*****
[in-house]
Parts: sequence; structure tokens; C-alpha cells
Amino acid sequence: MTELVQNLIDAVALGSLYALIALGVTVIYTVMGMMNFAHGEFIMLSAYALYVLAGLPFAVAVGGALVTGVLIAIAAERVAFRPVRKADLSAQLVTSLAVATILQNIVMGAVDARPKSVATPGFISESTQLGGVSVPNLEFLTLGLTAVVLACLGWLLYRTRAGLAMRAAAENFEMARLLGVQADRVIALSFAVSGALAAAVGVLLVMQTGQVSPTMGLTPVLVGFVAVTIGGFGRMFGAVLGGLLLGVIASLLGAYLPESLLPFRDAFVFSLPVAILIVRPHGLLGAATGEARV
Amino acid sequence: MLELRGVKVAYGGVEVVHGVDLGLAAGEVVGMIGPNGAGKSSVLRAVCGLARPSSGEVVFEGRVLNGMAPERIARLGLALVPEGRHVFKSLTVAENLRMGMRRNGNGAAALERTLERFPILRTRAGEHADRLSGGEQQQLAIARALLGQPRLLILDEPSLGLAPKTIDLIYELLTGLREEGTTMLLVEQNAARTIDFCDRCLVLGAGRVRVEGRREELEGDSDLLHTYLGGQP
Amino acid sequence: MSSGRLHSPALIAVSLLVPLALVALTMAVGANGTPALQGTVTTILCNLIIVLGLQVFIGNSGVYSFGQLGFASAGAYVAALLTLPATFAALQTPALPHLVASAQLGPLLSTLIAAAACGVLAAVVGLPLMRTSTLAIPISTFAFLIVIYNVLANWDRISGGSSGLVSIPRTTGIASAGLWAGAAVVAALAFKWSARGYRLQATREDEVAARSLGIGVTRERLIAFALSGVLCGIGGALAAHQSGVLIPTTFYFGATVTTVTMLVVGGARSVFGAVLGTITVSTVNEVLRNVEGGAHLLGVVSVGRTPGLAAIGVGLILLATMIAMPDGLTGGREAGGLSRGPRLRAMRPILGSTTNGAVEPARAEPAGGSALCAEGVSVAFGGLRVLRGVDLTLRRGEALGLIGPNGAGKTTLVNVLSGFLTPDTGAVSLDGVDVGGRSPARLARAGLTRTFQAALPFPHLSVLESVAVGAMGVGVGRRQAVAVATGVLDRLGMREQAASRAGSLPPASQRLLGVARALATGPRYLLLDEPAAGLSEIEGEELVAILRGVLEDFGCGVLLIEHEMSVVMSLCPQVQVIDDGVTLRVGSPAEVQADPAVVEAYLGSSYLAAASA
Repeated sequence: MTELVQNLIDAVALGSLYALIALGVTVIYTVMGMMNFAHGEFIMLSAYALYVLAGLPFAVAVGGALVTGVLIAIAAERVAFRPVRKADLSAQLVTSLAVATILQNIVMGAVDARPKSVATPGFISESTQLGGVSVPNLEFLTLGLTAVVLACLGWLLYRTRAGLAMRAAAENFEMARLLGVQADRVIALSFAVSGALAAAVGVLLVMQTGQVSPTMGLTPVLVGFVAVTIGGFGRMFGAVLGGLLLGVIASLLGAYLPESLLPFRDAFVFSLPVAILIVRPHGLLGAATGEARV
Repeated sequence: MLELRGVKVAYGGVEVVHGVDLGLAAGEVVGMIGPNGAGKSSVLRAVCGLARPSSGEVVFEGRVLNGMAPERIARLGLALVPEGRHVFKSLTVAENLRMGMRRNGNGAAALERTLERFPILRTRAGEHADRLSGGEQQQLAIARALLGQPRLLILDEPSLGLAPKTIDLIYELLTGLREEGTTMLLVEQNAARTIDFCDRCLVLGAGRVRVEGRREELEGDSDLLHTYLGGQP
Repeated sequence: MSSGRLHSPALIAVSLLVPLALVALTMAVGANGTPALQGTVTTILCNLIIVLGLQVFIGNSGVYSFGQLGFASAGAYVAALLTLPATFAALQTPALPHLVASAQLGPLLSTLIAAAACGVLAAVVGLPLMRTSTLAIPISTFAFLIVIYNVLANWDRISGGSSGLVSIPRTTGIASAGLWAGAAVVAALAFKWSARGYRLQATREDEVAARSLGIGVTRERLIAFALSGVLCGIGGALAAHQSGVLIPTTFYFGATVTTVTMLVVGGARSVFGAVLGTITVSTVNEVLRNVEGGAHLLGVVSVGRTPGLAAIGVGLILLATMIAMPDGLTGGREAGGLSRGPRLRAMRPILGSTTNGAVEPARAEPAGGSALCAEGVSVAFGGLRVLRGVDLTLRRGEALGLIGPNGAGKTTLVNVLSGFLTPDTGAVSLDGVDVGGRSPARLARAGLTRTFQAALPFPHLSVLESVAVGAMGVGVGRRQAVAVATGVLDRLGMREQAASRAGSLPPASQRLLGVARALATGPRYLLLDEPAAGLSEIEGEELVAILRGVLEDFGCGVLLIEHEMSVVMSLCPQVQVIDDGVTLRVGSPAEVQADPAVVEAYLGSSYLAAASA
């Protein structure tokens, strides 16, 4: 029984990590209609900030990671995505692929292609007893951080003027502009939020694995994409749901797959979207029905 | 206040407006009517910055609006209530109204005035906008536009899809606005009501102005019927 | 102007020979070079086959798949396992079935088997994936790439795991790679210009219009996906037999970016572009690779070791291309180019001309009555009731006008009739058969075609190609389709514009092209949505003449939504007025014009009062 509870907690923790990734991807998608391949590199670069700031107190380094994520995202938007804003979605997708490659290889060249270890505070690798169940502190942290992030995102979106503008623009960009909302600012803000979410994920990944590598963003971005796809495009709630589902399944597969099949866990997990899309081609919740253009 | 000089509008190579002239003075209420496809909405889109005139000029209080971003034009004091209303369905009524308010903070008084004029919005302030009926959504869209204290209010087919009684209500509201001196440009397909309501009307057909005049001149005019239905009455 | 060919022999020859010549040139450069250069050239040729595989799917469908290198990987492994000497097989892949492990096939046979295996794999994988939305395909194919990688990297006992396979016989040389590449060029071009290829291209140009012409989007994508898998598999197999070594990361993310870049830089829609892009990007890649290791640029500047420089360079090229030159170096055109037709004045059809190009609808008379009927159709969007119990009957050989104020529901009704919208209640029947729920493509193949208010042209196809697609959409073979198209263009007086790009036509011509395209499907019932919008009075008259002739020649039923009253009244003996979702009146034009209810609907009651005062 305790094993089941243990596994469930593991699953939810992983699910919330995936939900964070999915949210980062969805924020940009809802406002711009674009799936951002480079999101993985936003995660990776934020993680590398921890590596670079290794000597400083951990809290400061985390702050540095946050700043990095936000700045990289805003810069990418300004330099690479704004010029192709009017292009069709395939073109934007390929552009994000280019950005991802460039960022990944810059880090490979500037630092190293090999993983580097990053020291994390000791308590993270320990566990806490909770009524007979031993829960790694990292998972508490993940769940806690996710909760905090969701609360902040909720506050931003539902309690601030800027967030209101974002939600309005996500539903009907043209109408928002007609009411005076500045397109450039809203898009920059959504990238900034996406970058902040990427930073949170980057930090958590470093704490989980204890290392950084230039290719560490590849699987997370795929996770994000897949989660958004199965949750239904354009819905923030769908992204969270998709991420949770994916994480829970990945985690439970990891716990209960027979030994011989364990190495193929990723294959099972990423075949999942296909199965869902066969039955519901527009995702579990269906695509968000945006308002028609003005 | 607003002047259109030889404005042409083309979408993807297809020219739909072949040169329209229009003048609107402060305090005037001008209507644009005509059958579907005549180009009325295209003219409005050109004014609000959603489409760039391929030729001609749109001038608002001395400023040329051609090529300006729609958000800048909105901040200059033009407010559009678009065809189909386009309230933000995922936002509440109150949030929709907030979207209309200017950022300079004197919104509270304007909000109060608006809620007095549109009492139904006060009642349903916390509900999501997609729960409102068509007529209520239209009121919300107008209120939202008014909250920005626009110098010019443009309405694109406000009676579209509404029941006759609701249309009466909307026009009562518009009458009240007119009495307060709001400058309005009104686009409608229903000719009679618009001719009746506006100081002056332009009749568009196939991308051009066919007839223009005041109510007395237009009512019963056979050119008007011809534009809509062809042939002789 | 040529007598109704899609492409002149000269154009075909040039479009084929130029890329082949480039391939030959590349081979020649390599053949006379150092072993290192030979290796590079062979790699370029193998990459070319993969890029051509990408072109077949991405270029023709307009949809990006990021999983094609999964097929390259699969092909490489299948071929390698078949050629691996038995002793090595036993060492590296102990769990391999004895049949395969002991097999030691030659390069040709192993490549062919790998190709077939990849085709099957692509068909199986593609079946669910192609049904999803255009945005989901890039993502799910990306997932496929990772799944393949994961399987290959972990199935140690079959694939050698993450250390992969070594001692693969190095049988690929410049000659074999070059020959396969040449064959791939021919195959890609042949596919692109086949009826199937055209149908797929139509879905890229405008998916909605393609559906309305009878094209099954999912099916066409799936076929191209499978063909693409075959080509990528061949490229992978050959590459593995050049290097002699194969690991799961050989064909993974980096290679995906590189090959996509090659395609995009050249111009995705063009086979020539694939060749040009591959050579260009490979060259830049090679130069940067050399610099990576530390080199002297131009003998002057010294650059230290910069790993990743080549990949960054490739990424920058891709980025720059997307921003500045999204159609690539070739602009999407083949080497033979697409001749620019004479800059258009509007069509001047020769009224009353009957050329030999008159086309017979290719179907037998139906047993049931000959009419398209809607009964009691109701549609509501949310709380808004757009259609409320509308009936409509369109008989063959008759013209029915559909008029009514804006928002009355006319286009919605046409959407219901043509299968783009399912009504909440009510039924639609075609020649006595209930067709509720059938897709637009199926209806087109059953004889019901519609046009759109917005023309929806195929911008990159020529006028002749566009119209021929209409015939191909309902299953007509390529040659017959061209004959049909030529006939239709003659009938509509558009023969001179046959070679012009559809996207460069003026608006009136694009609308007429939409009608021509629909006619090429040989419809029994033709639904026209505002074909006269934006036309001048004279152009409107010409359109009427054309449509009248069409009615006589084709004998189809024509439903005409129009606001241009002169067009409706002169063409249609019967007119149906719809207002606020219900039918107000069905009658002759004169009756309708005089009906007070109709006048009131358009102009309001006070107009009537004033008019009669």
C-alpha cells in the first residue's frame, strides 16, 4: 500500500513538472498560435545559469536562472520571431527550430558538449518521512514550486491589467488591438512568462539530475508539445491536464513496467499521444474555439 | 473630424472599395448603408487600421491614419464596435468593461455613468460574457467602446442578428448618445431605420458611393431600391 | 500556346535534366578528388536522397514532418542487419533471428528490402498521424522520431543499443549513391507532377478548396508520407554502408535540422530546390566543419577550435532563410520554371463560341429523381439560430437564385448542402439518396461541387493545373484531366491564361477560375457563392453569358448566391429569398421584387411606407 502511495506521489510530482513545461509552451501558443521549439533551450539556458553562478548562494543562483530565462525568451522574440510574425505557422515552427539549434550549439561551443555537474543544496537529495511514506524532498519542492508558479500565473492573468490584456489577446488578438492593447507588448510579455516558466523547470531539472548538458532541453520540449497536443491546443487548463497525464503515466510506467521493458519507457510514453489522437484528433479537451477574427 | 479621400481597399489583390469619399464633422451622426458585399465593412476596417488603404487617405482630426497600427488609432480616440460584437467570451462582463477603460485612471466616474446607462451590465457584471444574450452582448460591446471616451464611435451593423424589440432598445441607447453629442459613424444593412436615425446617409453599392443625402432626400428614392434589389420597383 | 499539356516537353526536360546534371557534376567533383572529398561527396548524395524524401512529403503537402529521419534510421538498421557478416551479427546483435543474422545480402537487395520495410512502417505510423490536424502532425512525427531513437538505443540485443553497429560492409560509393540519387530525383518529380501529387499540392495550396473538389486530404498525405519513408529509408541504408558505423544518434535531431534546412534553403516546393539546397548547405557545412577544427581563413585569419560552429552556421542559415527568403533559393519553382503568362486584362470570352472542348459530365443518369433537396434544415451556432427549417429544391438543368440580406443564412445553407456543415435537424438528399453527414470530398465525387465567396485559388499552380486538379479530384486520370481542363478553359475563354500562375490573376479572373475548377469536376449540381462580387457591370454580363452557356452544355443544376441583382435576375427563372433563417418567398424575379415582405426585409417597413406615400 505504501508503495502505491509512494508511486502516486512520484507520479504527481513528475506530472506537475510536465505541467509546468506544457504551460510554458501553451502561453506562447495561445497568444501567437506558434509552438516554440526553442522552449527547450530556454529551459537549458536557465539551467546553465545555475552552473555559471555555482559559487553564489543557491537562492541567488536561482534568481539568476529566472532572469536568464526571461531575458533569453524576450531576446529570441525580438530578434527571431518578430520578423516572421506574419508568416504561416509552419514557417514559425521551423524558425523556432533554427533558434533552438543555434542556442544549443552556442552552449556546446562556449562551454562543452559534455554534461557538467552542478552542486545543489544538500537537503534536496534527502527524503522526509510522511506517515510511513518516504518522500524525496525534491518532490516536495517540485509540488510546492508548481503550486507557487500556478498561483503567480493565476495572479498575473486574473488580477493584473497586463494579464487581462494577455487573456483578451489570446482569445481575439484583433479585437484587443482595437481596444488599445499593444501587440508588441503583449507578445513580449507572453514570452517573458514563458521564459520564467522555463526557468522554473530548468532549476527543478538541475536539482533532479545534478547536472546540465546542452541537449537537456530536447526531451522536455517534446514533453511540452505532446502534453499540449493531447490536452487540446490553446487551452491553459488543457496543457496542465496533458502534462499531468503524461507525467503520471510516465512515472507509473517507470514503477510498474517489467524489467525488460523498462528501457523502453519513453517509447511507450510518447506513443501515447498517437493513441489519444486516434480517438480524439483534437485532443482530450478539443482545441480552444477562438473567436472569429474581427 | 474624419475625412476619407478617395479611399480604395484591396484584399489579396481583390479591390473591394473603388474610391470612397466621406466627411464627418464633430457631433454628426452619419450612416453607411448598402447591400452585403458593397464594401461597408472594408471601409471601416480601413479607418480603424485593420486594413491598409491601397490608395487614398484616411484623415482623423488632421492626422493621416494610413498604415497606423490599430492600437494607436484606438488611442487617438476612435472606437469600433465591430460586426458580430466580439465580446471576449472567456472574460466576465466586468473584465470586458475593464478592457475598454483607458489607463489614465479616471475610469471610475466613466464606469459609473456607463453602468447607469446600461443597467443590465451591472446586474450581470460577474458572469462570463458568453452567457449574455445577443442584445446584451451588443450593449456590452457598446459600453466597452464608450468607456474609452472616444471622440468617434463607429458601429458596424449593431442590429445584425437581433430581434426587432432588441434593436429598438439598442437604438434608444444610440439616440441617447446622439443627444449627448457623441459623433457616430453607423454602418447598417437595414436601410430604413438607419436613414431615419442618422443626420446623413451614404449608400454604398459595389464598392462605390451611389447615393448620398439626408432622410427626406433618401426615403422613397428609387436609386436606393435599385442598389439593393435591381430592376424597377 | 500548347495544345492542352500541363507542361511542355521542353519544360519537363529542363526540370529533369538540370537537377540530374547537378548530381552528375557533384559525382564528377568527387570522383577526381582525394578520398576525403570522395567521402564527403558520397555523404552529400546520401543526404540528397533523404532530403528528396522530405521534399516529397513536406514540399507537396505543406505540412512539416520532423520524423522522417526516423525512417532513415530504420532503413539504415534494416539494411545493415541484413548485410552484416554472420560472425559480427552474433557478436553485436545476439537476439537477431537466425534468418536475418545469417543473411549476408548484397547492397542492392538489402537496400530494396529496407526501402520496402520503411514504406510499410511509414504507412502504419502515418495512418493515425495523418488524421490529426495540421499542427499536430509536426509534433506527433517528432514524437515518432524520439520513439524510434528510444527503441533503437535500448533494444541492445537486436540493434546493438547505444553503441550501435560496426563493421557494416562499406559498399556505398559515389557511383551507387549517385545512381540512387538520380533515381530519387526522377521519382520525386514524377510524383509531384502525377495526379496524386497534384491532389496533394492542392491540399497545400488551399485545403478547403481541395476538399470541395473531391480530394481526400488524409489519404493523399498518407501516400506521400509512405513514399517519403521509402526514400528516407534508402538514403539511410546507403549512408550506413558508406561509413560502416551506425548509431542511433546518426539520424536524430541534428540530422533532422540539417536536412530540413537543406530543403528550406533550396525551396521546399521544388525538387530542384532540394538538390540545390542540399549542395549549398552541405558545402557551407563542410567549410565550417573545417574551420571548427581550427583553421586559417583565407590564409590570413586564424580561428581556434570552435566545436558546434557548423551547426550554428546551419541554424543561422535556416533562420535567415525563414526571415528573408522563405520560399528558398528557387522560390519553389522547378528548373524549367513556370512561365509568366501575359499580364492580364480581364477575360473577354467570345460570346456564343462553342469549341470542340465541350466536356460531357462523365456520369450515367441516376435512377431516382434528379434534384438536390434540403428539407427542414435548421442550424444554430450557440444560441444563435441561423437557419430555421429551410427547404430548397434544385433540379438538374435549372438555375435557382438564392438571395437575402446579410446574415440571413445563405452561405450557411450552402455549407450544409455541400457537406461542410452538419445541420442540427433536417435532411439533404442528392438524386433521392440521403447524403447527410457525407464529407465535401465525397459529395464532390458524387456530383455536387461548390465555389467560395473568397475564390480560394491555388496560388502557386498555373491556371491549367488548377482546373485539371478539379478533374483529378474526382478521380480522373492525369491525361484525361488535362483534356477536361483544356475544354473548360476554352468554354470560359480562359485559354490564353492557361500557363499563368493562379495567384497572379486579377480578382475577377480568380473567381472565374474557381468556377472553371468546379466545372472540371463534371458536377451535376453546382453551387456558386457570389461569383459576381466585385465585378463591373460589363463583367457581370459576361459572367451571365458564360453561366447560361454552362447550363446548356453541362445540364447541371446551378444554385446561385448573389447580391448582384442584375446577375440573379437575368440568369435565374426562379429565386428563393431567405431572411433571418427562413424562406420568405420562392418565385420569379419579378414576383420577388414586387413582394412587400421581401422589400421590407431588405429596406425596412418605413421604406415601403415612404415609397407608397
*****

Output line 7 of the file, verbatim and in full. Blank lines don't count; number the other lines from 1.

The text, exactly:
Repeated sequence: MLELRGVKVAYGGVEVVHGVDLGLAAGEVVGMIGPNGAGKSSVLRAVCGLARPSSGEVVFEGRVLNGMAPERIARLGLALVPEGRHVFKSLTVAENLRMGMRRNGNGAAALERTLERFPILRTRAGEHADRLSGGEQQQLAIARALLGQPRLLILDEPSLGLAPKTIDLIYELLTGLREEGTTMLLVEQNAARTIDFCDRCLVLGAGRVRVEGRREELEGDSDLLHTYLGGQP